$\bullet$ The complexity class $\VNP$ is closed under taking factors. This confirms Conjecture~2.1 in Bürgisser's monograph (2000) and improves upon a recent result of Dutta, Saxena and Sinhababu (STOC'18) who showed a quasipolynomial upper bound on the number of auxiliary variables and the complexity of the verifier circuit of factors of polynomials in $\VNP$.

$\bullet$ A factor of degree $d$ of a polynomial $P$ which can be computed by an arithmetic formula (or an algebraic branching program) of size $s$ has a formula (an algebraic branching program, resp.) of size $\poly(s, d^{\log d}, \deg(P))$. This result was first shown by Dutta et al. (STOC'18) and we obtain a slightly different proof as an easy consequence of our techniques.

Our proofs rely on a combination of the ideas, based on Hensel lifting, developed in the polynomial factoring literature, and the depth-reduction results for arithmetic circuits, and hold over fields of characteristic zero or of sufficiently large characteristic.


Submitted/Manuscripts

ODE-Inspired Analysis for the Biological Version of Oja’s Rule in Solving Streaming PCA
with Mien Brabeeba Wang, in submission.
[arxiv] [ ] [ ]

@unpublished{CW19,
  title={ODE-Inspired Analysis for the Biological Version of Oja's Rule in Solving Streaming PCA},
  author={  Chou, Chi-Ning and Wang, Mien Brabeeba},
  note={In submission to STOC 2020},
  eprint={1911.02363},
  archivePrefix={arXiv},
  primaryClass={q-bio.NC}
}

Oja's rule [Oja, Journal of mathematical biology 1982] is a well-known biologically-plausible algorithm using a Hebbian-type synaptic update rule to solve streaming principal component analysis (PCA). Computational neuroscientists have known that this biological version of Oja's rule converges to the top eigenvector of the covariance matrix of the input in the limit. However, prior to this work, it was open to prove any convergence rate guarantee.

In this work, we give the first convergence rate analysis for the biological version of Oja's rule in solving streaming PCA. Moreover, our convergence rate matches the information theoretical lower bound up to logarithmic factors and outperforms the state-of-the-art upper bound for streaming PCA. Furthermore, we develop a novel framework inspired by ordinary differential equations (ODE) to analyze general stochastic dynamics. The framework abandons the traditional step-by-step analysis and instead analyzes a stochastic dynamic in one-shot by giving a closed-form solution to the entire dynamic. The one-shot framework allows us to apply stopping time and martingale techniques to have a flexible and precise control on the dynamic. We believe that this general framework is powerful and should lead to effective yet simple analysis for a large class of problems with stochastic dynamics.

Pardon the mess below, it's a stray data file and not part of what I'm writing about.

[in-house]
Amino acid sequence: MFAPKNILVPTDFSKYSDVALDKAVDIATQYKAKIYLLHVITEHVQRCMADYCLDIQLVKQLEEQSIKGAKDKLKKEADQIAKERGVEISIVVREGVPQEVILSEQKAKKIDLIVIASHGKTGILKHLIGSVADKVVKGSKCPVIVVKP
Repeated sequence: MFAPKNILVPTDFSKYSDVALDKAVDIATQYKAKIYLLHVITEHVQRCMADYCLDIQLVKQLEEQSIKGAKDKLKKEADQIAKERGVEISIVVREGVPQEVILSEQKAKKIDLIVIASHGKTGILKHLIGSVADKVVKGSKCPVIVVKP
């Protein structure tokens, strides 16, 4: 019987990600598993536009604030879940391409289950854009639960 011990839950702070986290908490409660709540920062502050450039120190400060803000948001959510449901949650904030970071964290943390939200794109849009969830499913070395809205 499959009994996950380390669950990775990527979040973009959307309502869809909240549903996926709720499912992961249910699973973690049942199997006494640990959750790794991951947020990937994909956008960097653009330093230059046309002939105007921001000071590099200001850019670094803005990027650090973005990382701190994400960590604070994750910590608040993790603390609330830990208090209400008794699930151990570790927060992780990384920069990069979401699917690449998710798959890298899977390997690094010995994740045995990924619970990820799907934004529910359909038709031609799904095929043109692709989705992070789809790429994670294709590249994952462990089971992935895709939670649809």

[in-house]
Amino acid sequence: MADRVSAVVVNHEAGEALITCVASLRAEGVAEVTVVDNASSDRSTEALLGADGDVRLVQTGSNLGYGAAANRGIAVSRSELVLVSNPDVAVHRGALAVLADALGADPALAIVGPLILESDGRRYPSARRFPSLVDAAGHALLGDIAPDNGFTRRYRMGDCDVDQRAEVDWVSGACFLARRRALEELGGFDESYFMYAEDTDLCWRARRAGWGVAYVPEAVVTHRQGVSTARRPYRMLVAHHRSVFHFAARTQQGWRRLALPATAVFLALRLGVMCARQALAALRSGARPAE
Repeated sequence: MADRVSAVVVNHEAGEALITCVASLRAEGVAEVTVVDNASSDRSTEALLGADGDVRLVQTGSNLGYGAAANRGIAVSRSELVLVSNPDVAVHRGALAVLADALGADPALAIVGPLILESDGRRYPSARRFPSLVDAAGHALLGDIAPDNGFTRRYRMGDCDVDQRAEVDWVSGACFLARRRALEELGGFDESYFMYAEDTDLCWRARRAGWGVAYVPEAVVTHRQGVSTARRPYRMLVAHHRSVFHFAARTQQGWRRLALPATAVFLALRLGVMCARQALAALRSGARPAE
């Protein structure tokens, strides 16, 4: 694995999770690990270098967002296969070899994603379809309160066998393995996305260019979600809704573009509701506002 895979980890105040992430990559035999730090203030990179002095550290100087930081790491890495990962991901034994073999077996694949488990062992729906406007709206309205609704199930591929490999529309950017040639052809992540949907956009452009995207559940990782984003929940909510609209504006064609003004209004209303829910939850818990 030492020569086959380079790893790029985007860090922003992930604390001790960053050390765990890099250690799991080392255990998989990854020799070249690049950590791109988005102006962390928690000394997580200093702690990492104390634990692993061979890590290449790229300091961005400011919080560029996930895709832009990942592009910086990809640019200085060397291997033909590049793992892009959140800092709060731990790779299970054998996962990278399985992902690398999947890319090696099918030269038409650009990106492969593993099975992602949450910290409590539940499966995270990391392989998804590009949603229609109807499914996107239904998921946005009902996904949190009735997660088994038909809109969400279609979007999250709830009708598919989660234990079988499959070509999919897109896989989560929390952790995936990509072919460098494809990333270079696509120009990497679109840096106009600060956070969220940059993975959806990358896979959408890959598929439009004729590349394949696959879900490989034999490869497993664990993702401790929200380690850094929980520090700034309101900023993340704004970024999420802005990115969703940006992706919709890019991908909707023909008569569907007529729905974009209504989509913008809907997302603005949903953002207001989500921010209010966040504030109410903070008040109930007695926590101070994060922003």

Closure of $\VP$ under taking factors: a short and simple proof
with Mrinal Kumar, Noam Solomon, in submission.
[arxiv] [eccc] [ ] [ ]

@unpublished{CKS19,
  title={Closure of VP under taking factors: a short and simple proof},
  author={Chou, Chi-Ning and Kumar, Mrinal and Solomon, Noam},
  note={In submission to Theory of Computing},
  eprint={1903.02366},
  archivePrefix={arXiv},
  primaryClass={cs.CC}
}

In this note, we give a short, simple and almost completely self contained proof of a classical result of Kaltofen which shows that if an $n$ variate degree $d$ polynomial $f$ can be computed by an arithmetic circuit of size $s$, then each of its factors can be computed by an arithmetic circuit of size at most $\poly\left(s, n, d\right)$.

However, unlike Kaltofen's argument, our proof does not directly give an efficient algorithm for computing the circuits for the factors of $f$.